Photo: Professor Geoff Woolcock speaking at NT NCPW 2013 Breakfast.
Thought provoking interview of Lesley Taylor, NAPCAN NT, Geoff Woolcock, associate professor in urban research at Griffith University, and Dr Howard Bath, NT Children’s Commissioner. Interview by Neda Vanovac, AAP.
Child abuse in Australia should be viewed the same way as smoking – as a primary health problem with huge ramifications, a child protection advocate says.
Lesley Taylor, the Northern Territory manager of the National Association for Prevention of Child Abuse and Neglect (NAPCAN), says Australia is too reliant on child protection services to flag when children are in trouble.
“What we want to have ultimately is no more child protection at all,” she told AAP, saying that investments should be made in community-based programs.
“(Protection) services are needed, but should be very small systems for those families whose needs can’t be met by their own community,” she says.
This week is Child Protection Week, and advocates are hoping to make people aware that child safety is everyone’s responsibility, be it in a city, the suburbs or a remote town.
And yet the numbers are climbing: nationally, over the year to June 2012, the number of children subjected to abuse or neglect increased from 31,527 to 37,781.
Ms Taylor says investing in family support and parenting programs rather than policing would dramatically shift Australian society.
“Affordable childcare is one of the most potentially powerful things we could provide to families,” she says.
“Child protection systems are failing in every state, in every country.”
The negative results of child abuse are “extraordinary” she says, with far further-reaching impacts than political parties will admit.
“Look how we took on smoking: we’ve put pressure onto public health systems, so let’s view child protection in the same model, as a primary health issue.”
And a health issue it is: a generation of kids raised on junk food and a lack of outdoor play will result in some dying early from preventable lifestyle diseases such as diabetes, says Geoff Woolcock, associate professor in urban research at Griffith University.
“All indications are that this generation will not outlive its parents – this ought to be a wake-up call,” he says.
The statistics around domestic violence and child abuse in the Territory are shocking, says the NT’s Children’s Commissioner, Dr Howard Bath.
He points to Australian Bureau of Statistics figures that show Aboriginal women have 80 times the risk of being hospitalised for assaults.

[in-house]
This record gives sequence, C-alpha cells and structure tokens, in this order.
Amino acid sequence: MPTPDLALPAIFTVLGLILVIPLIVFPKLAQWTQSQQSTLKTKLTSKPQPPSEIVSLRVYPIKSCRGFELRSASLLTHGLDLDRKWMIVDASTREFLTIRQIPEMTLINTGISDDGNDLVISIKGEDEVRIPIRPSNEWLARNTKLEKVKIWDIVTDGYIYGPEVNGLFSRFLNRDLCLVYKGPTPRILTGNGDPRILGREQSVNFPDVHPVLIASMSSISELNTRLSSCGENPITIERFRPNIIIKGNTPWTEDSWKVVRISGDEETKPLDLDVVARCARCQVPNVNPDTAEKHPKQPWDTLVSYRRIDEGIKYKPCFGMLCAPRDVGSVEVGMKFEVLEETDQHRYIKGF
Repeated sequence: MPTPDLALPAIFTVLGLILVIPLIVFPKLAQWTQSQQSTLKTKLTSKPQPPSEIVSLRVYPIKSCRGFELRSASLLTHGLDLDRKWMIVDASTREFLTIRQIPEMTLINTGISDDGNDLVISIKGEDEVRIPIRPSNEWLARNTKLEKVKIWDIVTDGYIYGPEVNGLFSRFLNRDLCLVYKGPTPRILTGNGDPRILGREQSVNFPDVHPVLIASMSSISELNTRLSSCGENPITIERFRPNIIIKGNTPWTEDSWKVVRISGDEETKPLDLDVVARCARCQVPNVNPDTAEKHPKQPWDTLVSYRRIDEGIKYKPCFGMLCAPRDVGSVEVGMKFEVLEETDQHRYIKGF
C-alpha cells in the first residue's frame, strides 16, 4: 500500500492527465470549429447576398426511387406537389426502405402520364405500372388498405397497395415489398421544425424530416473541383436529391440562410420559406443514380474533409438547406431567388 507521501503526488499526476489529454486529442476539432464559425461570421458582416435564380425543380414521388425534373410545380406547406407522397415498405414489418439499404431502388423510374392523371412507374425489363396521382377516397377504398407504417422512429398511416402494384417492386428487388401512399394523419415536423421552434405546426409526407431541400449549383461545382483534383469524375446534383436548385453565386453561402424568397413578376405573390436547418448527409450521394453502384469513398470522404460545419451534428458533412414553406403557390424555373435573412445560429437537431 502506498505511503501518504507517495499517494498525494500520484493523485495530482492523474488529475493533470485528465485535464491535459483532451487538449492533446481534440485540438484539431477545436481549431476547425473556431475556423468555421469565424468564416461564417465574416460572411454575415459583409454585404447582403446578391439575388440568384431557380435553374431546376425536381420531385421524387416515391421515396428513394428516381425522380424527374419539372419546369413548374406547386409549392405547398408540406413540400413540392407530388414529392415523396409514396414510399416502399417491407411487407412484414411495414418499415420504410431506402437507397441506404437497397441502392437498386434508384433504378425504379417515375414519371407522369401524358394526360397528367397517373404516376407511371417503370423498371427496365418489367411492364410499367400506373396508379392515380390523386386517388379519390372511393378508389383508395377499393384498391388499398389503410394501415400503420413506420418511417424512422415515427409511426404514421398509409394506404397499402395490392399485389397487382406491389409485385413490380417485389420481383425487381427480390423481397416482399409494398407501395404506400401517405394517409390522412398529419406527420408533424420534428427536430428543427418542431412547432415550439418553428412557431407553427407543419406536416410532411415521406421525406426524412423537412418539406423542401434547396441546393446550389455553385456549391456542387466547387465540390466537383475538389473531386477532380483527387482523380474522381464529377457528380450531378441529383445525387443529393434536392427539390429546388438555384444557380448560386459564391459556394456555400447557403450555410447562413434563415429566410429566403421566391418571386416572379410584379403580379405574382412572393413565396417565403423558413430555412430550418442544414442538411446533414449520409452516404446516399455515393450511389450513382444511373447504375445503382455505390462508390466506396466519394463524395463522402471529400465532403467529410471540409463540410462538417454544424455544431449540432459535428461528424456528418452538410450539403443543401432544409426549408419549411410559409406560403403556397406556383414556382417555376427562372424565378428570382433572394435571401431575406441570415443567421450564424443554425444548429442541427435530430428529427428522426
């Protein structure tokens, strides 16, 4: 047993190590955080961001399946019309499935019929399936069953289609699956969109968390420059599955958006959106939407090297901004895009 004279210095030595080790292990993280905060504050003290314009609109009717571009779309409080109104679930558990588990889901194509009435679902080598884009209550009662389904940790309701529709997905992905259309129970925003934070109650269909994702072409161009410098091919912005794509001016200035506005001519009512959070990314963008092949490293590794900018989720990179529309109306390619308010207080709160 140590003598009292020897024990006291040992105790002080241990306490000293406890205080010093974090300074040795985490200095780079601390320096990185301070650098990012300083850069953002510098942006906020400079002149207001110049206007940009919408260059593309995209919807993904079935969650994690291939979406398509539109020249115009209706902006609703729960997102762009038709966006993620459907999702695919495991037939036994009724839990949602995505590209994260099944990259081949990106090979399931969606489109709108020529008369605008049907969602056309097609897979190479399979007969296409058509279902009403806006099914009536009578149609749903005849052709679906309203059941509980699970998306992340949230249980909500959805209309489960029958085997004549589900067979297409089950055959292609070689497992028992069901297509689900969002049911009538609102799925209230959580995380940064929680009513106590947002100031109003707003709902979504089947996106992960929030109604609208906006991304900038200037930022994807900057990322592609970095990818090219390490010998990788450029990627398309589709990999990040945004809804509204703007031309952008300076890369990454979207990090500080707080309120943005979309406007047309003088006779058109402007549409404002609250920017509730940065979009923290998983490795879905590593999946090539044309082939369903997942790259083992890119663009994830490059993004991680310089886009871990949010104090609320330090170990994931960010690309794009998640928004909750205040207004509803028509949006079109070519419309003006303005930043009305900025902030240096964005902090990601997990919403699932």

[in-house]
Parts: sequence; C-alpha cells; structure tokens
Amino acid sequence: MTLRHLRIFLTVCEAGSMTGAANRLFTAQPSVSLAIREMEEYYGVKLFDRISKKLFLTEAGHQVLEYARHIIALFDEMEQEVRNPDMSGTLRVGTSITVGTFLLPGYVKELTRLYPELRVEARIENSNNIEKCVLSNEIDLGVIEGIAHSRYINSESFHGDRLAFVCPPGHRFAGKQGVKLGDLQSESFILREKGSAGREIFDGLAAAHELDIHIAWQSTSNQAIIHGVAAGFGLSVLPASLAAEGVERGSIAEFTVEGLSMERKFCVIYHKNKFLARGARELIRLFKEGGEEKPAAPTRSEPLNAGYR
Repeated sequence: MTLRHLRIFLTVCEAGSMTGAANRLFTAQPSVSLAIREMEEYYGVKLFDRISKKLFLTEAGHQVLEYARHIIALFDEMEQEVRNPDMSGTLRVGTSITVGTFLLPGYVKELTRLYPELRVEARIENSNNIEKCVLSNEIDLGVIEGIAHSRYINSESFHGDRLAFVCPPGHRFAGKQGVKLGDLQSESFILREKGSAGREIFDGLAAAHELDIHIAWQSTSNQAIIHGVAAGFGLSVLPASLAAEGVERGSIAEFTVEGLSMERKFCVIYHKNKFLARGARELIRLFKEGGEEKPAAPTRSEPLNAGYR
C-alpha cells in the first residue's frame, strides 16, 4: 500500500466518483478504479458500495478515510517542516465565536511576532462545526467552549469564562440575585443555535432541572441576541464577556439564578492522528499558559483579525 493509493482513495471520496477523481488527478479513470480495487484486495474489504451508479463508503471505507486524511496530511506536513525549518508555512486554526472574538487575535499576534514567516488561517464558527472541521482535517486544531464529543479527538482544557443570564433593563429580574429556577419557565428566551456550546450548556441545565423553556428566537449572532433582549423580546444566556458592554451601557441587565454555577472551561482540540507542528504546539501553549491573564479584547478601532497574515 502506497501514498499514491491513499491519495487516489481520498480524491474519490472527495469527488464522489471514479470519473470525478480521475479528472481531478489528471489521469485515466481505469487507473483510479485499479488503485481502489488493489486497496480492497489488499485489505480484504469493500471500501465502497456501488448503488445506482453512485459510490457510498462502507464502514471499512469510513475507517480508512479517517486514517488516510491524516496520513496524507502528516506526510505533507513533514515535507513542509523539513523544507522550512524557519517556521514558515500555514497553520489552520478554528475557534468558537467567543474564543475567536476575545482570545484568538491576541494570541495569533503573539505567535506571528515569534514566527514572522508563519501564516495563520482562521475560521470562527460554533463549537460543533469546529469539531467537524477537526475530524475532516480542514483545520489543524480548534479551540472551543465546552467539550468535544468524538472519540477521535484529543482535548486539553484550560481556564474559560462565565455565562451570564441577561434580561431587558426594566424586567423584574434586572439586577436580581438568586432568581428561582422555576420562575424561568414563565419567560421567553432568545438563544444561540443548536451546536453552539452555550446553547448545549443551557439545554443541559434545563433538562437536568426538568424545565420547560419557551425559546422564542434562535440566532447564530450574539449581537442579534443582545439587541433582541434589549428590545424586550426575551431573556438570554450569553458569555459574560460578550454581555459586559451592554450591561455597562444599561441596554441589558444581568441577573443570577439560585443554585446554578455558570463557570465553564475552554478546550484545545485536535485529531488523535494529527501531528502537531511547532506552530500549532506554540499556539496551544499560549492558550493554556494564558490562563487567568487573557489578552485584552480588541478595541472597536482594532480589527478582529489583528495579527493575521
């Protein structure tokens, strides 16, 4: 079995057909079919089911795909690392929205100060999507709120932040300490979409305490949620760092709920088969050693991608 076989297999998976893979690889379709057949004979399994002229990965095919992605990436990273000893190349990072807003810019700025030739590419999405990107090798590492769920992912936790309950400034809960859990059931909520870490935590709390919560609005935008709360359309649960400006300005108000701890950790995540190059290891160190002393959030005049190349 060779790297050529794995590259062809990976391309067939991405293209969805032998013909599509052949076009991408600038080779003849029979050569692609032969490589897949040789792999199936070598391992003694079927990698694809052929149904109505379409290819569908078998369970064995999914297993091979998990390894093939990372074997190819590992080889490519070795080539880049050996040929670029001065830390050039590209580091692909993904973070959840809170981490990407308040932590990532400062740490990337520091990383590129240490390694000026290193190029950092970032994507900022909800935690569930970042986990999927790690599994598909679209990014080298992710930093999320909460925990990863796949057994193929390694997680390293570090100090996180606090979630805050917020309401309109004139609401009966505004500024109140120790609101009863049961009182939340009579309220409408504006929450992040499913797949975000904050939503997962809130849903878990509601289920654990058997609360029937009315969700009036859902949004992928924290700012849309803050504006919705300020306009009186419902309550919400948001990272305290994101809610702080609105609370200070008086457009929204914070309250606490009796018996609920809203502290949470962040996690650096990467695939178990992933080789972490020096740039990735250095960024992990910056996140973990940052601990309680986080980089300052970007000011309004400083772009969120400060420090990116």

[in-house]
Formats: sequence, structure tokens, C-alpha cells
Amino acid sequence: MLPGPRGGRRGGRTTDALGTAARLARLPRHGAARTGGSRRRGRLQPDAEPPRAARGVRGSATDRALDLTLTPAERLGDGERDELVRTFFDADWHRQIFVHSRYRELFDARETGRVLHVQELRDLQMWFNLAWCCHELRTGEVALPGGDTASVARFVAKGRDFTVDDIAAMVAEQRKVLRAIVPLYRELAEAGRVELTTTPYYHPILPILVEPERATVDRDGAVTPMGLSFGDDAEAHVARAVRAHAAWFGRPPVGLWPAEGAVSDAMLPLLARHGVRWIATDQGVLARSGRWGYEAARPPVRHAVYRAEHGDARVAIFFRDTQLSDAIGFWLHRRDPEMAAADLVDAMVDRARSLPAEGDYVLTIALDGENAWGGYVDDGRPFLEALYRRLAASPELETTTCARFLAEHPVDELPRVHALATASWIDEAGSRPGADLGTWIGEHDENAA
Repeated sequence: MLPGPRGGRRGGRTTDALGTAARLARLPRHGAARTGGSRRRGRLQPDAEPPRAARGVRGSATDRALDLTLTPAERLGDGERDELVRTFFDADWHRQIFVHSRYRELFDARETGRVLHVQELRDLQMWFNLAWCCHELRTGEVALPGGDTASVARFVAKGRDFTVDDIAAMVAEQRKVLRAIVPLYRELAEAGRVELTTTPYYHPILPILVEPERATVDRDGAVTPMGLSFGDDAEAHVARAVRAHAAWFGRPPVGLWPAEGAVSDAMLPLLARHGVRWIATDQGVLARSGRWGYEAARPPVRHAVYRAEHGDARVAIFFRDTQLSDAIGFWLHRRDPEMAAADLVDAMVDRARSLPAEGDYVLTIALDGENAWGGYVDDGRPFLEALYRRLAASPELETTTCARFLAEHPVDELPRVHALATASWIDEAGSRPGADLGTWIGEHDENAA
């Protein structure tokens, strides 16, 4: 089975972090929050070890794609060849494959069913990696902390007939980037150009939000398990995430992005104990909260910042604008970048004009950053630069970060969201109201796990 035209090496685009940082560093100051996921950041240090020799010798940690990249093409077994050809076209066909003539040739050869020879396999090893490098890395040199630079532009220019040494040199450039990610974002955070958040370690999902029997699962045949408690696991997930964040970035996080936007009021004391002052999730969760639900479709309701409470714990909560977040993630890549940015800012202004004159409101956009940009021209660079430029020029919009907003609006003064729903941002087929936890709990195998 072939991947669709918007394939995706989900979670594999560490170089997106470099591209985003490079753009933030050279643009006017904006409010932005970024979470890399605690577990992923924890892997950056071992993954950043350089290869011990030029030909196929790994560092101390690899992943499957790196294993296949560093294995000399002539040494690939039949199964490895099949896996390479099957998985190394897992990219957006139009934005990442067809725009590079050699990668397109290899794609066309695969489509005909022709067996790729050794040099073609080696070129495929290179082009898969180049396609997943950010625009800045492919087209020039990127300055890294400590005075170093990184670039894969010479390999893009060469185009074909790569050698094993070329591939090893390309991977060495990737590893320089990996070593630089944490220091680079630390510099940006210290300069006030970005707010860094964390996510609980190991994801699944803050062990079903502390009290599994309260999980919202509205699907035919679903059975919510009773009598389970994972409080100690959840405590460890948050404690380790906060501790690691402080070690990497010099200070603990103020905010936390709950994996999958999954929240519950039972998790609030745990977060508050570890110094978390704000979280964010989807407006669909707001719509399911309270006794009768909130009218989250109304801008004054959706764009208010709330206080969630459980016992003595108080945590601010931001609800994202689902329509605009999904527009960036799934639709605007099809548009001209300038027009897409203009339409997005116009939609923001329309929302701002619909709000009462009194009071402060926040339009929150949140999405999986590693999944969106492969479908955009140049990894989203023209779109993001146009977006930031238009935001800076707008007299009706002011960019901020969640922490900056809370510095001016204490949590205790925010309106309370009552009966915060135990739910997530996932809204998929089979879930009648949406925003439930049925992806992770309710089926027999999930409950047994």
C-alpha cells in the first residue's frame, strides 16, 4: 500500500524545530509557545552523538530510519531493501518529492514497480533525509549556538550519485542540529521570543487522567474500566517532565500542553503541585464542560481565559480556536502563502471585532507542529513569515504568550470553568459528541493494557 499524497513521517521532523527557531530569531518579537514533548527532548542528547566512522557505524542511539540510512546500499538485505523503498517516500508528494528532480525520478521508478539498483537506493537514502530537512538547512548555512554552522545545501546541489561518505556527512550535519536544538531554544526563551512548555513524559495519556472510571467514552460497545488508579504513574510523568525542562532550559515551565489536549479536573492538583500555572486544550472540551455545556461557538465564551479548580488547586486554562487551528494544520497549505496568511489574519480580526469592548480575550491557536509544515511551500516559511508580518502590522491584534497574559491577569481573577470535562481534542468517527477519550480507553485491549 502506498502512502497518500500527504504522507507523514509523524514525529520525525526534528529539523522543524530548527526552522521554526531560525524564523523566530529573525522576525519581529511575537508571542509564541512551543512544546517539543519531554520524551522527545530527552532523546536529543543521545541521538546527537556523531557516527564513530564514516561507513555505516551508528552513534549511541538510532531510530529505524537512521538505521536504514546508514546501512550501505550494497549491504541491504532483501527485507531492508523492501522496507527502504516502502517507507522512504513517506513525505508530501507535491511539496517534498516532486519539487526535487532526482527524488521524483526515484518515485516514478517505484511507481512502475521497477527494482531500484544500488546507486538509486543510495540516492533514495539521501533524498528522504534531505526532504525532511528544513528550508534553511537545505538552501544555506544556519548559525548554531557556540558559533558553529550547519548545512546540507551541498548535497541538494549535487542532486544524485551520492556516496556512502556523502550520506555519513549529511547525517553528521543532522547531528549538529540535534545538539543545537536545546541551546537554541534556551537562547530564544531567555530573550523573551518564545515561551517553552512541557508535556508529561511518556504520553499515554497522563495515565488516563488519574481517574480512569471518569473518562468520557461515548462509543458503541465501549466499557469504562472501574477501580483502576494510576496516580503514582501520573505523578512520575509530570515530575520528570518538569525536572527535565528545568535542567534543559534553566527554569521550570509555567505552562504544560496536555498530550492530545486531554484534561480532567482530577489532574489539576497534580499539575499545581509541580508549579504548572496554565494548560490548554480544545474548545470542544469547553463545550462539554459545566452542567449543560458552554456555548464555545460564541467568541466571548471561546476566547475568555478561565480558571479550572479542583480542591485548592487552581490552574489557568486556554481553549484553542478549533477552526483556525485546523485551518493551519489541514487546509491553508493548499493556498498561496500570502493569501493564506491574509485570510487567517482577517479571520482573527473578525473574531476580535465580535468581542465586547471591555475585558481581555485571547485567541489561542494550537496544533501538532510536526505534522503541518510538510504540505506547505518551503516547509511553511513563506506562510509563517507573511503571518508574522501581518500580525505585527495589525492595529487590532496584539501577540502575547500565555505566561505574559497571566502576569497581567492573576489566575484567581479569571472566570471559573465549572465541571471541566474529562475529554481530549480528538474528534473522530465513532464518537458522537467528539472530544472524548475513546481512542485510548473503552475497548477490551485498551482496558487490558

In the last counting period to 2010, there were 27 non-indigenous women and 842 Aboriginal women hospitalised for assault in the five hospitals across the NT in a one-year period.
“A lot of it has to do with the sheer overwhelming conditions,” Dr Bath says.
“It’s overcrowded, there’s a lack of employment opportunities, boredom, and when you add alcohol you get a very volatile mixture. (It’s) a tragedy unfolding for women and children.”
However, the news isn’t all bad.
Although the NT has by far the worst child wellbeing indicators of any jurisdiction, “we are seeing for the first time some encouraging trends around child wellbeing as a result of the huge investment,” Dr Bath says.
“It’s a very slow process because you’re talking about parents carrying the wounds of trauma with them into the next generation. You’re talking about something that can’t just turn around very quickly.”
But he says that the first two waves of the Australian Early Development Index, from 2009 and 2012, show that NT kids at age five are improving in their capacity to socially relate, along with better physical and social health and cognitive abilities.
The index, based on information collected on 96.5 per cent of Australian children in their first year of formal full-time school, showed that between the two test periods the number of developmentally vulnerable indigenous children dropped from almost half to just over 40 per cent.
The Index’s report also found that the majority of Aboriginal and Torres Strait Islander children are developmentally on track.
But even though the majority are doing well, they are still more than twice as likely to be developmentally vulnerable than non-indigenous children.
“We’re seeing marked improvement over the last three years of wellbeing of Aboriginal kids, so there are some glimmers of hope,” Dr Bath said.
Article by Ken Lay September 4, 2013:
I want you all to imagine something with me. Imagine that each week an Australian is murdered at a train station.
That each week, someone’s brother or sister; mother or father is violently killed getting on or off a train. Picture it?
Now picture the public response.
It would be a front-page news story in each of our capital cities. Police would flood our stations, while people would avoid public transport in favour of private cars. Congestion would quickly become a major problem, as the number of cars on the roads increased. The word “crisis” would pepper our talkback.